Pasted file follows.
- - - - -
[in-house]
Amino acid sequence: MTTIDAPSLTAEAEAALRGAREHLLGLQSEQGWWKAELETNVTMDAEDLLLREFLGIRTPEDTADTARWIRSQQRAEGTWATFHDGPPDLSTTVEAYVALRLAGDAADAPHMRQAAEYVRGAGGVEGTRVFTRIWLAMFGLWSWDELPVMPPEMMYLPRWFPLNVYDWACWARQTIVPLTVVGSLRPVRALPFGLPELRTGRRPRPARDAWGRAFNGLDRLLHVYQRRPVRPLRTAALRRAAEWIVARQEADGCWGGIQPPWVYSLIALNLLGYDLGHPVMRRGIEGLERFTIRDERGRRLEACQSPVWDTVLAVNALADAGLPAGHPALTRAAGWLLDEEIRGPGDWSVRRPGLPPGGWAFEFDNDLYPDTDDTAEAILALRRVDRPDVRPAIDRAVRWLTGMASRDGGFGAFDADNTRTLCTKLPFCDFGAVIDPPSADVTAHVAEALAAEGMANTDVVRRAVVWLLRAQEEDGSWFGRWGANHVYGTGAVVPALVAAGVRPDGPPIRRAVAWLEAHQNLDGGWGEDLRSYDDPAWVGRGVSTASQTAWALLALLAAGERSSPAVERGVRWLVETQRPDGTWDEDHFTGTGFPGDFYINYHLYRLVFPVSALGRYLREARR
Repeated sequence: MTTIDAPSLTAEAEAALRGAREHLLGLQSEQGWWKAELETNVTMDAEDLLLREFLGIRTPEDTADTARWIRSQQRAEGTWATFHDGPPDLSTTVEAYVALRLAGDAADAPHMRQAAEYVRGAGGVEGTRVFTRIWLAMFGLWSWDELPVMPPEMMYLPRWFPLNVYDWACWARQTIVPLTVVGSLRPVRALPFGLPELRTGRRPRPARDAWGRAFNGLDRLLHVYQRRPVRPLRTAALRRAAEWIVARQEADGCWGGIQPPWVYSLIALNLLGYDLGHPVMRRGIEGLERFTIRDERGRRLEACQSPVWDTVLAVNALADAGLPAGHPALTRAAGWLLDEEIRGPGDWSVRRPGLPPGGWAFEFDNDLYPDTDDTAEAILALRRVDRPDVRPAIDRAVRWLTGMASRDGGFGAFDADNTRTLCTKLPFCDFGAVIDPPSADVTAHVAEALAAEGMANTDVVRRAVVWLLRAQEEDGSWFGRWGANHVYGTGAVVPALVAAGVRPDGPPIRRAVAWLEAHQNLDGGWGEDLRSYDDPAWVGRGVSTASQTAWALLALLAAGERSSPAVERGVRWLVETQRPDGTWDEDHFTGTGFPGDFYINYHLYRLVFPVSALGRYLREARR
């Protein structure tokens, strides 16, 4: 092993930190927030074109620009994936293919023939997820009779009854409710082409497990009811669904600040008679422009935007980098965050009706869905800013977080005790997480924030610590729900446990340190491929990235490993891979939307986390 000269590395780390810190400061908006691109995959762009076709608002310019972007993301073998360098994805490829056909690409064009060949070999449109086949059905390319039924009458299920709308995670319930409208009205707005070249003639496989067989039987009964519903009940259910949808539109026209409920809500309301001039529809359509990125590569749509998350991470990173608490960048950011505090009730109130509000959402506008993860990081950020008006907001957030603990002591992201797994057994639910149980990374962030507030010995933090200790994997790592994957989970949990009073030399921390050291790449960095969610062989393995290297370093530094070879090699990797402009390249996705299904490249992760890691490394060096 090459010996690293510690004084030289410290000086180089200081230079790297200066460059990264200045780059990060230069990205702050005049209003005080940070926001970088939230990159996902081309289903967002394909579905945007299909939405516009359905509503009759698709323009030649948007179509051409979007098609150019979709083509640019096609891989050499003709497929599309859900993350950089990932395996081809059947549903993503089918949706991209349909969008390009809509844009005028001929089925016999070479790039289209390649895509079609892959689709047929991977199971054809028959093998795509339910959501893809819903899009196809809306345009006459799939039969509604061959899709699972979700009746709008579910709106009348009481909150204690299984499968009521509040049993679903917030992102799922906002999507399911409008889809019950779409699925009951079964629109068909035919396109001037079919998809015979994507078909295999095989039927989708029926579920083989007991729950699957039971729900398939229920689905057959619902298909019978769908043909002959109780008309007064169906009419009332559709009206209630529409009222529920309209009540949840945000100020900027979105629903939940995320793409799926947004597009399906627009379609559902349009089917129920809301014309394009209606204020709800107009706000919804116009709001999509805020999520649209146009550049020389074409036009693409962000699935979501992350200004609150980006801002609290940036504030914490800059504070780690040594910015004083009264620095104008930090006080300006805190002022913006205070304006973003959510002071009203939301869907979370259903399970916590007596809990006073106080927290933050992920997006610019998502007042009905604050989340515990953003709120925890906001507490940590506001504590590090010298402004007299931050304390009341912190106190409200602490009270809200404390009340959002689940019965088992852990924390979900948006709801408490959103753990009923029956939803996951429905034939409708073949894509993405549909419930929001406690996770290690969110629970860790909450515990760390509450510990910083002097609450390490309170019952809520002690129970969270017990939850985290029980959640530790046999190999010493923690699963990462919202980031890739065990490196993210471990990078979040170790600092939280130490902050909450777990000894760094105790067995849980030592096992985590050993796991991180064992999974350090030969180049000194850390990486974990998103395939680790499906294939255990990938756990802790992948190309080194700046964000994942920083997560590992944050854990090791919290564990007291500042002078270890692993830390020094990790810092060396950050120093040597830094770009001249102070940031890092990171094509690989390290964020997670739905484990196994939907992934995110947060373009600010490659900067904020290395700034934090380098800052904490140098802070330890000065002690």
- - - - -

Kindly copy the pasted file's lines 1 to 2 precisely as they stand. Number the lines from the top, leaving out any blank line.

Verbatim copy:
[in-house]
Amino acid sequence: MTTIDAPSLTAEAEAALRGAREHLLGLQSEQGWWKAELETNVTMDAEDLLLREFLGIRTPEDTADTARWIRSQQRAEGTWATFHDGPPDLSTTVEAYVALRLAGDAADAPHMRQAAEYVRGAGGVEGTRVFTRIWLAMFGLWSWDELPVMPPEMMYLPRWFPLNVYDWACWARQTIVPLTVVGSLRPVRALPFGLPELRTGRRPRPARDAWGRAFNGLDRLLHVYQRRPVRPLRTAALRRAAEWIVARQEADGCWGGIQPPWVYSLIALNLLGYDLGHPVMRRGIEGLERFTIRDERGRRLEACQSPVWDTVLAVNALADAGLPAGHPALTRAAGWLLDEEIRGPGDWSVRRPGLPPGGWAFEFDNDLYPDTDDTAEAILALRRVDRPDVRPAIDRAVRWLTGMASRDGGFGAFDADNTRTLCTKLPFCDFGAVIDPPSADVTAHVAEALAAEGMANTDVVRRAVVWLLRAQEEDGSWFGRWGANHVYGTGAVVPALVAAGVRPDGPPIRRAVAWLEAHQNLDGGWGEDLRSYDDPAWVGRGVSTASQTAWALLALLAAGERSSPAVERGVRWLVETQRPDGTWDEDHFTGTGFPGDFYINYHLYRLVFPVSALGRYLREARR